Latest modern slavery fight updates -

Top Glove becomes latest rubber glove company blocked for forced labor

  • Published on
    July 17, 2020
  • News Source Image
  • Category:
    Forced Labor, Law & Policy, Supply Chain
Hero Banner

The world’s largest medical glove maker has been hit with an import ban in the U.S. as a result of suspected forced labor at its subsidiaries.

Goods from certain subsidiaries of Top Glove Corp Bhd, a Malaysian company which also has facilities in China and Thailand, will now be blocked at U.S. ports of entry by Customs and Border Protection (CBP) per a “withhold and release” order.

While CBP’s website does not currently provide details of the move against Top Glove, import blocks of this type are specific to forced labor-related abuses.

The move is likely to relate to debt bondage and abusive recruitment practices of migrant workers, which remain a major issue in the region.

Migrant rights activist Andy Hall, who Freedom United has long supported, argued that broad change in the glove industry is needed to adequately protect migrant workers from forced labor.

Reuters reports: 

Independent migrant worker rights specialist Andy Hall said in a note to reporters on Thursday that forced foreign labour in Malaysia’s gloves industry can only be addressed and reduced when past recruitment fees and related costs, which hold such workers in debt bondage, are fully repaid.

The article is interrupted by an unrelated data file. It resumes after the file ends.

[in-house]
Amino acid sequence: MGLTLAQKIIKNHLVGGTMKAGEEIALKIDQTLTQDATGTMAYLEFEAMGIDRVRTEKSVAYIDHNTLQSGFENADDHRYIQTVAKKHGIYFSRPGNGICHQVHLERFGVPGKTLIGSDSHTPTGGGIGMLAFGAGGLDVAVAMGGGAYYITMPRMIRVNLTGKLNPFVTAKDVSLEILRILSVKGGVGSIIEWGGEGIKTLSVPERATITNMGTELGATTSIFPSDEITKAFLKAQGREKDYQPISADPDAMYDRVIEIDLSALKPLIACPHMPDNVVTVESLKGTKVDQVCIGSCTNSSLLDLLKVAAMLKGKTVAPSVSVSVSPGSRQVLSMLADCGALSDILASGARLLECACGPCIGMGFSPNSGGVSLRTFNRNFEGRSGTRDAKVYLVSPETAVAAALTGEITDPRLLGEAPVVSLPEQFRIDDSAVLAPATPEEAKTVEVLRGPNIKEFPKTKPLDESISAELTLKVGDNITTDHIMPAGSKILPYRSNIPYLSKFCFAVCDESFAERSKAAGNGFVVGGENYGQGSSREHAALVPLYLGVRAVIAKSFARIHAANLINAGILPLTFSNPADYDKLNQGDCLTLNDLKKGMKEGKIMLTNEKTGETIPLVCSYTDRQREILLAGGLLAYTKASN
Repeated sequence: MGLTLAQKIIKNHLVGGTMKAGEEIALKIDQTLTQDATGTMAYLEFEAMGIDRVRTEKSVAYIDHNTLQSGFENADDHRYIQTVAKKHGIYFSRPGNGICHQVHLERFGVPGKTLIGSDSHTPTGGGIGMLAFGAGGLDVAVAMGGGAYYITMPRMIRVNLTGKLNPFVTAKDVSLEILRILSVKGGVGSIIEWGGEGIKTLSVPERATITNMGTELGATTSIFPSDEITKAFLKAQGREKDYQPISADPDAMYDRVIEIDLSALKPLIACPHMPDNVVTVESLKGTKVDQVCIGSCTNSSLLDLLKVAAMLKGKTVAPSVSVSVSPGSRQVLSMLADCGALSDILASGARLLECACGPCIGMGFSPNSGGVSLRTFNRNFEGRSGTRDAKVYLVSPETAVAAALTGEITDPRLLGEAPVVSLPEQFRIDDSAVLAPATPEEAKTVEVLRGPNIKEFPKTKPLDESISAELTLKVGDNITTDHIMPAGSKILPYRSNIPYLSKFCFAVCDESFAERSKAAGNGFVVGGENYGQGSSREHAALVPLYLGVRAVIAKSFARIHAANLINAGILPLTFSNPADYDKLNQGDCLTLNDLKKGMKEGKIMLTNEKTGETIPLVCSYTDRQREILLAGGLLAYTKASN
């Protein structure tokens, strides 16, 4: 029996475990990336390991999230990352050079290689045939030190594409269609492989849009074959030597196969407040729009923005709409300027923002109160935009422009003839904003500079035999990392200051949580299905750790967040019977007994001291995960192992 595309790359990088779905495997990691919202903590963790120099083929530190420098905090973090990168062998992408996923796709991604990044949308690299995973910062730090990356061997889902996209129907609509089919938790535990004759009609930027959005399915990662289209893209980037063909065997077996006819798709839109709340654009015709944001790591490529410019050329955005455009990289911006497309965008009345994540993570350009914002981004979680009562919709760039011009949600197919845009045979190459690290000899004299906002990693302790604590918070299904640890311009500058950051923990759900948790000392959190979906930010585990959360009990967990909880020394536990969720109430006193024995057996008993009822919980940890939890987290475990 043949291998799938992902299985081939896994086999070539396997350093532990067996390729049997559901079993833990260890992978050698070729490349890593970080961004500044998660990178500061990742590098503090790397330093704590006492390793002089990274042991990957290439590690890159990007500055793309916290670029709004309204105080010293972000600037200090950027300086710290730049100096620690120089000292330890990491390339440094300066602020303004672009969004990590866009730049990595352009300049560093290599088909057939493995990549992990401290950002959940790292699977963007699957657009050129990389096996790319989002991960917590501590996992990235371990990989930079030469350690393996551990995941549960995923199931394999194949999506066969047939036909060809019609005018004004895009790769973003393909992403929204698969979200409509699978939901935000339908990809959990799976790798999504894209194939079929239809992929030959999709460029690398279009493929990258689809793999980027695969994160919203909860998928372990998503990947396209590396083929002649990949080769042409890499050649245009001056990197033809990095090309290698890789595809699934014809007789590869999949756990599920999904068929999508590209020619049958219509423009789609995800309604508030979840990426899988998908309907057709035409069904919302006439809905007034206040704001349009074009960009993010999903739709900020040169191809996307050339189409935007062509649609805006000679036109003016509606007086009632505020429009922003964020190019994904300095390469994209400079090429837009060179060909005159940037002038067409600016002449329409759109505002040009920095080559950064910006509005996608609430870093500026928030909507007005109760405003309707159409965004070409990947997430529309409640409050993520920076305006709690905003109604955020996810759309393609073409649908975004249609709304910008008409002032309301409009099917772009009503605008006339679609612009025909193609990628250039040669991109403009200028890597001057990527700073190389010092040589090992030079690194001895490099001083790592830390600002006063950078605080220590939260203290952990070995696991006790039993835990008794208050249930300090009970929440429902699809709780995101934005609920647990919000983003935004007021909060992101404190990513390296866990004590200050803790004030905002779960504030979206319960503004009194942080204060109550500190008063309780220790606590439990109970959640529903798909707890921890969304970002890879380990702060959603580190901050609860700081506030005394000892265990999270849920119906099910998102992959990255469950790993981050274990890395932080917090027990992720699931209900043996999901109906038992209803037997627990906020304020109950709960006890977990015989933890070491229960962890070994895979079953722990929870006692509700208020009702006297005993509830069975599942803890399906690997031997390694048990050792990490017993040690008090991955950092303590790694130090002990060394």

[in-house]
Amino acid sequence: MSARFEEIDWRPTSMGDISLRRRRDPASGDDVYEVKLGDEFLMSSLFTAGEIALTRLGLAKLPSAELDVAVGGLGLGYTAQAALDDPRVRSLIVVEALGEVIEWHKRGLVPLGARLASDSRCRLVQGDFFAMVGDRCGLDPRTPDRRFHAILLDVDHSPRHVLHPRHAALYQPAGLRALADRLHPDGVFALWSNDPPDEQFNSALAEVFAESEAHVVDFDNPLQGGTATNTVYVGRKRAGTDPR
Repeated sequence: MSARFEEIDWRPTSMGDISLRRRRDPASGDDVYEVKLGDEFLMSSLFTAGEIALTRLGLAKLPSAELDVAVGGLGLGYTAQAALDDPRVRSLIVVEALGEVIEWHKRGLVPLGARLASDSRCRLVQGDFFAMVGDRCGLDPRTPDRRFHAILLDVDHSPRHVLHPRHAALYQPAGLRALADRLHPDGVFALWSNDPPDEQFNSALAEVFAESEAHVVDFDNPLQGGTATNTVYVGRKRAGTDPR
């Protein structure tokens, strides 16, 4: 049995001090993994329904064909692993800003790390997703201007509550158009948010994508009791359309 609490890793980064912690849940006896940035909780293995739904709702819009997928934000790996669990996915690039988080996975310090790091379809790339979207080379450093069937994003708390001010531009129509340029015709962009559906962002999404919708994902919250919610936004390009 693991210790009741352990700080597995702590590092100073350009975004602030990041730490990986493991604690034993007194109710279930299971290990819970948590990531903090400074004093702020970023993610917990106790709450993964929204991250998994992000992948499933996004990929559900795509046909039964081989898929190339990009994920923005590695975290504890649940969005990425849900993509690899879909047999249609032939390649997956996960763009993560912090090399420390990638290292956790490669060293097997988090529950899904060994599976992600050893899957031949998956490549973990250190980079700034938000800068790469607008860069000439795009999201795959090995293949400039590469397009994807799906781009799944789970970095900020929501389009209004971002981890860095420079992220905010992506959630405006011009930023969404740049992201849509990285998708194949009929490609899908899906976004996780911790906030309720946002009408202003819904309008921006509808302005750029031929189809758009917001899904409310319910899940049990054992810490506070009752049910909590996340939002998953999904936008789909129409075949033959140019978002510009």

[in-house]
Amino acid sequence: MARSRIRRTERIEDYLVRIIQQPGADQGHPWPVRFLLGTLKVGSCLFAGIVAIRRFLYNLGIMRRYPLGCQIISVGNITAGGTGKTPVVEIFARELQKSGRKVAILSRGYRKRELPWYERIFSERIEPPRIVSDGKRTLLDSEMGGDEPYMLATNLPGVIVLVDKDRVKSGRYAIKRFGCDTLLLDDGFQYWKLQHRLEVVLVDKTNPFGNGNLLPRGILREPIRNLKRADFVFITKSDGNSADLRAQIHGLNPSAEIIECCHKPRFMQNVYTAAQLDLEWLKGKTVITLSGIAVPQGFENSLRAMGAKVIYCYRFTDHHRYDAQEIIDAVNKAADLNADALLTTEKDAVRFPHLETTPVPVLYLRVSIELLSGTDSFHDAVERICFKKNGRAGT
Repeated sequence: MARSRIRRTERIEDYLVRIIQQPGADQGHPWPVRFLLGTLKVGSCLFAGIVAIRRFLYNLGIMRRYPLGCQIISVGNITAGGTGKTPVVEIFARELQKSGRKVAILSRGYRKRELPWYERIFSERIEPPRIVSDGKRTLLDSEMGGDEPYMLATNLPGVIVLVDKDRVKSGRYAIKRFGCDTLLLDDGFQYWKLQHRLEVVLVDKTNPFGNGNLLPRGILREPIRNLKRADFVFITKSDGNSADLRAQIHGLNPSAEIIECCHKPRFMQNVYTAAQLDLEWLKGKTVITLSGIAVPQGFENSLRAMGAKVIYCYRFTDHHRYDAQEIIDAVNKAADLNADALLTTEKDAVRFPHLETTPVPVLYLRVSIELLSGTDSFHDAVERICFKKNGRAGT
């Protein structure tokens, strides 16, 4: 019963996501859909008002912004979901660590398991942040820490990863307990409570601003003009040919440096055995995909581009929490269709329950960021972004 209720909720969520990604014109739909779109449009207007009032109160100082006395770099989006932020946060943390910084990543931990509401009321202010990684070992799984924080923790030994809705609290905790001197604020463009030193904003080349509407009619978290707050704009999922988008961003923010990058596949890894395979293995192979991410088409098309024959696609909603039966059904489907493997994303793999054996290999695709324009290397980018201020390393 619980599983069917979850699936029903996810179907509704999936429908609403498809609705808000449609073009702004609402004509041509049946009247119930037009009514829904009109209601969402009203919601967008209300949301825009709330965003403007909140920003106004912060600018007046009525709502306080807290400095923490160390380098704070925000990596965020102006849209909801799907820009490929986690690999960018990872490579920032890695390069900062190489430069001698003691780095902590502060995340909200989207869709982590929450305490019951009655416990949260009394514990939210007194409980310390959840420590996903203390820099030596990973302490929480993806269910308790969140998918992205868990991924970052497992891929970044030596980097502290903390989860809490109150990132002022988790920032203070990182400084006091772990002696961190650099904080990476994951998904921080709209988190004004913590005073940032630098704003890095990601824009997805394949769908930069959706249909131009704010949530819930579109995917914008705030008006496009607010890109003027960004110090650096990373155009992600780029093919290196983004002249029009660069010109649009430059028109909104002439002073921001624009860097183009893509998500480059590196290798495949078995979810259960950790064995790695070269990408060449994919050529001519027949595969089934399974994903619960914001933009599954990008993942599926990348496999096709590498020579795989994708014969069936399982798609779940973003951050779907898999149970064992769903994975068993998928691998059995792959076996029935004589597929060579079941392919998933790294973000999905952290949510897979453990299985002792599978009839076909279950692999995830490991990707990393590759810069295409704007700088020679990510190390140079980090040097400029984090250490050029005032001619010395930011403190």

“In order to ensure no future debt bondage of these workers, ethical recruitment practices or zero cost recruitment policies should be put in place in practice, if the industry moves ahead to recruit more foreign workers in the future,” he said.

As a result of the pandemic, demand for medical gloves and other protective equipment is at a record high, particularly in the United States.

Malaysia is predicted to meet two-thirds of global demand for rubber gloves this year, which is expected to rise over 11 percent to 330 billion pieces.

A previous CBP withhold-release order on another medical glove maker, WRP, was lifted in March in what many activists saw as a purely practical move to ensure the U.S.’s supply—and not reflective of major changes in labor practices.

Officials from Top Glove, which has experienced unprecedented growth as a result of the increased demand, said the company was looking into the matter and admitted it had yet to fully address the issue of recruitment fees.

Top Glove subsidiaries not affected by the ban, representing half of U.S. sales, will meanwhile continue to ship goods freely.


Freedom United is interested in hearing from our community and welcomes relevant, informed comments, advice, and insights that advance the conversation around our campaigns and advocacy. We value inclusivity and respect within our community. To be approved, your comments should be civil.

stop icon A few things we do not tolerate: comments that promote discrimination, prejudice, racism, or xenophobia, as well as personal attacks or profanity. We screen submissions in order to create a space where the entire Freedom United community feels safe to express and exchange thoughtful opinions.

Notify of
Inline Feedbacks
View all comments

This week

European cocaine gangs using forced labor to exploit children

A recent investigation by The Guardian found the continent’s £10bn appetite for cocaine has led to forced child labor on an equally massive scale. Increasingly powerful drug cartels are forcing hundreds, possibly thousands, of unaccompanied child migrants to work as drug sellers on European streets. They do this to meet the growing demand for cocaine in cities including Paris and Brussels. Industrial scale exploitation The increase in refugees

| Tuesday June 11, 2024

Read more